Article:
0.50µ front
0.37µ rear

 

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Discussion Starter · #2 · (Edited)
Caliper Reference
I’ve compiled a list of brake information for you to experiment. Numbers are in inches (for copy and paste) with metric available.
This is by no means a complete list and makes for a good starting point.

Side note: CEIKA’s caliper selection is frankly outrageous. Anyone have experience with them?


V60/S60 with 371mm rotors and 302mm ventilated rear

Front Pistons
Source: measured & rebuild kit
InchesMM
281.10236
341.33858
361.41732

Annulus
Source: https://www.zeckhausen.com/images/Pads/Shapes/HB581.JPG
InchesMM
2.440957

Rear Pistons
Source: rebuild kit
InchesMM
1.6141741

Annulus
Source: https://www.trwaftermarket.com/en/catalogue/product/GDB1685/

InchesMM
1.88976~48


V60/S60 cars with 336/316mm front rotors and 302mm ventilated rear rotor

Front Piston
Source: 336 rebuild 316 rebuild
InchesMM
2.362260

Annulus
Source: Hawk HB852
InchesMM
2.7559~70

Rear Pistons
Source: rebuild kit
InchesMM
1.6141741

Annulus
Source: https://www.trwaftermarket.com/en/catalogue/product/GDB1685/

InchesMM
1.88976~48


Playground Tuning M6P rear calipers

Rear Pistons
Source: measured
InchesMM
240.94488
281.10236
301.1811

Annulus
Source: https://www.zeckhausen.com/catalog/index.php?cPath=7398_7414
InchesMM
1.968550
 

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Discussion Starter · #3 · (Edited)
Brake pads reference:
Firstly I have to give credit to this very well done brake pad reference compiled by the lotus enthusiasts. A lot of information below is copied from that wiki in the rare event they ever go down.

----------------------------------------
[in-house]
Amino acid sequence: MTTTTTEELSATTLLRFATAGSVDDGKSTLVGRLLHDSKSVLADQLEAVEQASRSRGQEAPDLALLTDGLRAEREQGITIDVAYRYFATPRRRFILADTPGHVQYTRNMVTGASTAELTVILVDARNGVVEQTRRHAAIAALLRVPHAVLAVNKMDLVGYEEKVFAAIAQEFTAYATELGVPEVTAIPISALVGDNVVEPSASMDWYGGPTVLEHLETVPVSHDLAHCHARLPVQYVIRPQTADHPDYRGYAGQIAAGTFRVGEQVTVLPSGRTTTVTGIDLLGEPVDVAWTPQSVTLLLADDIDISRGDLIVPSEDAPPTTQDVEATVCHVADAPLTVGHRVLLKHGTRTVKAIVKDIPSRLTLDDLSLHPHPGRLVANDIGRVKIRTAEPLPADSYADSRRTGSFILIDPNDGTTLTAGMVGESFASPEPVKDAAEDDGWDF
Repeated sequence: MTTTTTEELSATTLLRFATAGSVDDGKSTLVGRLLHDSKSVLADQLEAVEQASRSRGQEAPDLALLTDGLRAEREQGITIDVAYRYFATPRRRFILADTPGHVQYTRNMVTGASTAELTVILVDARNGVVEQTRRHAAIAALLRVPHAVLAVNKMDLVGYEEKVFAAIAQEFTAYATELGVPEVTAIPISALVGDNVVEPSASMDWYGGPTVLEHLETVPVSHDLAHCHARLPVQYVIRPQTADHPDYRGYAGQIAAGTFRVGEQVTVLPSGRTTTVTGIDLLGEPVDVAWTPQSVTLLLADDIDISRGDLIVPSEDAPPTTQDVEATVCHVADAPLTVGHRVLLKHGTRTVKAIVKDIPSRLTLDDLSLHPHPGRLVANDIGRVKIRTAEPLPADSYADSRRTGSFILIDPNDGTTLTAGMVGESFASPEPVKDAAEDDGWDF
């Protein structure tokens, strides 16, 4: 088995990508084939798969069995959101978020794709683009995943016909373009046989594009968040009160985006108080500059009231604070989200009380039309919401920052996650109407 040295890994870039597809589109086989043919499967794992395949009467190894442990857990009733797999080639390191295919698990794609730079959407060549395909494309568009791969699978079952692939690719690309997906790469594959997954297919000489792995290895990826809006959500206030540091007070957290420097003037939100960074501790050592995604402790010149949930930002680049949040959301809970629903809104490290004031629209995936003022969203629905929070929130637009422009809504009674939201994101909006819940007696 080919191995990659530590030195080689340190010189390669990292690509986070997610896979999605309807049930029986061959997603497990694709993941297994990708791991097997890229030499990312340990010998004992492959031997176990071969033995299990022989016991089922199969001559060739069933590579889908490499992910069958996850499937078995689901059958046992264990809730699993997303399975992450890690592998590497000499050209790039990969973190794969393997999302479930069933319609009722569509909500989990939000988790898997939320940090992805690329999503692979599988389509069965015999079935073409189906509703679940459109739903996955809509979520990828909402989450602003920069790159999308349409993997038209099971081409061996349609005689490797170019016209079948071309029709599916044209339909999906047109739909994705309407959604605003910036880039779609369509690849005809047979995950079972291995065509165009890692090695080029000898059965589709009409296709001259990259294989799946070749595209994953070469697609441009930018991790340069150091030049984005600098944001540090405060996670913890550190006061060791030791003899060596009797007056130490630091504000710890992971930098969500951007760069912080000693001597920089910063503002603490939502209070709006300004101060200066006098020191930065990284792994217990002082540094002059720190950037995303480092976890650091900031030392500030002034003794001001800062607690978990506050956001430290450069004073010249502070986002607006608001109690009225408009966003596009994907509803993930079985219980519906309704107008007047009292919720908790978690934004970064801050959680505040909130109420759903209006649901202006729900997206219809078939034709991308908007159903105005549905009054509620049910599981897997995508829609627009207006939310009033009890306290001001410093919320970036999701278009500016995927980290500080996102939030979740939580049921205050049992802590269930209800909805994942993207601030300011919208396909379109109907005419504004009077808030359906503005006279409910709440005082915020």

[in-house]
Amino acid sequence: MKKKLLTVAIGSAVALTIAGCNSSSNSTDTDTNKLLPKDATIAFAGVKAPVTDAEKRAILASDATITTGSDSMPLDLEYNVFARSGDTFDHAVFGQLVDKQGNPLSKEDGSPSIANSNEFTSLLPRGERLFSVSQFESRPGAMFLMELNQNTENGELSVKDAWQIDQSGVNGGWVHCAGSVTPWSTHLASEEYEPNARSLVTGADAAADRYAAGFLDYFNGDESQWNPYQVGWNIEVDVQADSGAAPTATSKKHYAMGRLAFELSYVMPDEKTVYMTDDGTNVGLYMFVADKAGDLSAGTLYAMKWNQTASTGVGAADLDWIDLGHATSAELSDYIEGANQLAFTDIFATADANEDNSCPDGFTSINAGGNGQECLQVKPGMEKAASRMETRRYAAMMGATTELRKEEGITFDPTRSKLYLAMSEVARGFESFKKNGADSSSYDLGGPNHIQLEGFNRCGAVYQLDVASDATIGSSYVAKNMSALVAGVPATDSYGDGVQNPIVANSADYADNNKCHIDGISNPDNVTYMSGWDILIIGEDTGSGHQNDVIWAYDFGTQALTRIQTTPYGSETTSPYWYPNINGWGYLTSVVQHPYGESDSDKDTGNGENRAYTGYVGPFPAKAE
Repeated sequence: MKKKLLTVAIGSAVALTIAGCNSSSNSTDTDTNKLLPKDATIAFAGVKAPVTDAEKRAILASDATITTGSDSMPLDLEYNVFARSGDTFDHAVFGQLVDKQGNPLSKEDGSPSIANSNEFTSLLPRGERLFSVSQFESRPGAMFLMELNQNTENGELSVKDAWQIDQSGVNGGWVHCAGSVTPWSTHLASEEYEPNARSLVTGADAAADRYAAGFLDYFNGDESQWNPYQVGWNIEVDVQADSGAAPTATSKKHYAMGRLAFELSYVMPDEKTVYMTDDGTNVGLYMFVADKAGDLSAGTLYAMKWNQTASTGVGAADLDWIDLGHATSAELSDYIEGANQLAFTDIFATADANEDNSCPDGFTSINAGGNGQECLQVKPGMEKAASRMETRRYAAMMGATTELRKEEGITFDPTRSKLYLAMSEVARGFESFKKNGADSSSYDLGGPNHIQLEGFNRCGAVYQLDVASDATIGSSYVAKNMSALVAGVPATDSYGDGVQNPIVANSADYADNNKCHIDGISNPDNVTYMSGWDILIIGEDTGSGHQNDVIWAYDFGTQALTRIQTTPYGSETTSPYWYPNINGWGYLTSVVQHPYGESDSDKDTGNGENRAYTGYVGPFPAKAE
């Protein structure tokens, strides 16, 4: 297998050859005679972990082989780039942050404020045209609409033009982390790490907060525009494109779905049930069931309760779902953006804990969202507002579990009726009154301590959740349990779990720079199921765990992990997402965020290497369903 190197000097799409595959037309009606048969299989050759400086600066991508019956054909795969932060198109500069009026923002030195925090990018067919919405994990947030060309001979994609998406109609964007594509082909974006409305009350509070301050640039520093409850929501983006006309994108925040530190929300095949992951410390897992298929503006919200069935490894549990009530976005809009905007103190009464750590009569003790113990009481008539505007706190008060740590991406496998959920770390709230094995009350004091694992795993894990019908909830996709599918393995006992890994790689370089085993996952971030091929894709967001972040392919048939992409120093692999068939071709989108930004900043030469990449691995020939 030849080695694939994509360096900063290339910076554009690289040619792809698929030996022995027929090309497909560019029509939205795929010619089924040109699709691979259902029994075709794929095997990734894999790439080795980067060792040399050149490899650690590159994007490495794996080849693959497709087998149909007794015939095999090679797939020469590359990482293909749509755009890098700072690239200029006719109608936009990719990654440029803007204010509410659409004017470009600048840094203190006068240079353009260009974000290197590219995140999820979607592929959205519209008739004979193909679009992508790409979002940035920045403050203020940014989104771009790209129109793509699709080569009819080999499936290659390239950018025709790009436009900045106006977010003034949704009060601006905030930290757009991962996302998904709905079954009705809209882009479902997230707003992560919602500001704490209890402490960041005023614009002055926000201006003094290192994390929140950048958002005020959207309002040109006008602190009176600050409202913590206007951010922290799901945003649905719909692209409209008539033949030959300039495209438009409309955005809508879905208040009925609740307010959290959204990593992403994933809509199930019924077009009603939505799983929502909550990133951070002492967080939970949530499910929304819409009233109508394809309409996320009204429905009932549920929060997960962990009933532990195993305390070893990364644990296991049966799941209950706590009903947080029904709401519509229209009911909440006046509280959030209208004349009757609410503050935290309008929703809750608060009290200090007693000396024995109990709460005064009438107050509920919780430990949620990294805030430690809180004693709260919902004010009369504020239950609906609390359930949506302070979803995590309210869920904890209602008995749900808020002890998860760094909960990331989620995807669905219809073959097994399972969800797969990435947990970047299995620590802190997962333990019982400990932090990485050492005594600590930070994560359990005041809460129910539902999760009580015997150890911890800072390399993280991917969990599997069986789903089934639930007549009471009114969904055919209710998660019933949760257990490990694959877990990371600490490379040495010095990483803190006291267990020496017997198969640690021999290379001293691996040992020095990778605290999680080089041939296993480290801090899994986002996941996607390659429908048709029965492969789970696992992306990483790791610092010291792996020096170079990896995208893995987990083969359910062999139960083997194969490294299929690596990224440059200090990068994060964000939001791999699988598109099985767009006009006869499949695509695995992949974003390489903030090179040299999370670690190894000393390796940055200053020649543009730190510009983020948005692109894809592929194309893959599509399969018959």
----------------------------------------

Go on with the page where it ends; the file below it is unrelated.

Brembo
https://www.brembo.com/en/Varie/Brembo_SportAutoPadsCatalogue.pdf
http://faculty.ccbcmd.edu/~smacadof/DOTPadCodes.htm

CompoundNominal/Average friction coefficientOperating temperature range (coefficient)ApplicationSource
HP10000.44 (estimated)Not availableHeavy streetVery rough estimate based brembo’s literature and DOT pad code FF on the pad
HP20000.46 (estimated)Not availableHeavy streetVery rough estimate based brembo’s literature and DOT pad code GG on the pad

Carbotech
http://www.ctbrakes.com/

CompoundNominal/Average friction coefficientOperating temperature range (coefficient)ApplicationSource
1521From 0.46 to 0.480-426CStreet only. Not recommended for trackThis one seems to be all over the place. No official information available

EBC
http://www.ebcbrakes.com

CompoundNominal/Average friction coefficientOperating temperature range (coefficient)ApplicationSource
Ultimax/Blackstuff0.46<400CStreet onlyhttps://wiki.seloc.org/a/Brake_pads#EBC
Yellowstuff0.35Cold (0.5)
900C (0.21)
Street and trackhttps://wiki.seloc.org/a/Brake_pads#EBC

Ferodo
Ferodo's website has very detailed information on their brake compounds.

CompoundNominal/Average friction coefficientOperating temperature range (coefficient)ApplicationSource
DS25000.42Cold (0.4)
500C (0.385)
650C (0.33)
Heavy streethttps://www.ferodoracing.com/products/car-racing/racing-brake-pads/ds2500/
DS30000.48250C (0.421)
350 (0.469)
650C (0.45)
Track onlyhttps://www.ferodoracing.com/products/car-racing/racing-brake-pads/ds3000/
DS1.110.46150C (0.48)
500C (0.485)
Track onlyhttps://www.ferodoracing.com/products/car-racing/racing-brake-pads/ds1-11/
DSUNO0.48250C (0.46)
500C (0.5)
700C (0.5)

Track onlyhttps://www.ferodoracing.com/products/car-racing/racing-brake-pads/dsuno/

Hawk
Hawk has the best published data on their pad compounds. This chart will basically tell you everything you need.



Porterfield
Porterfield publishes their brake compound friction chart in this PDF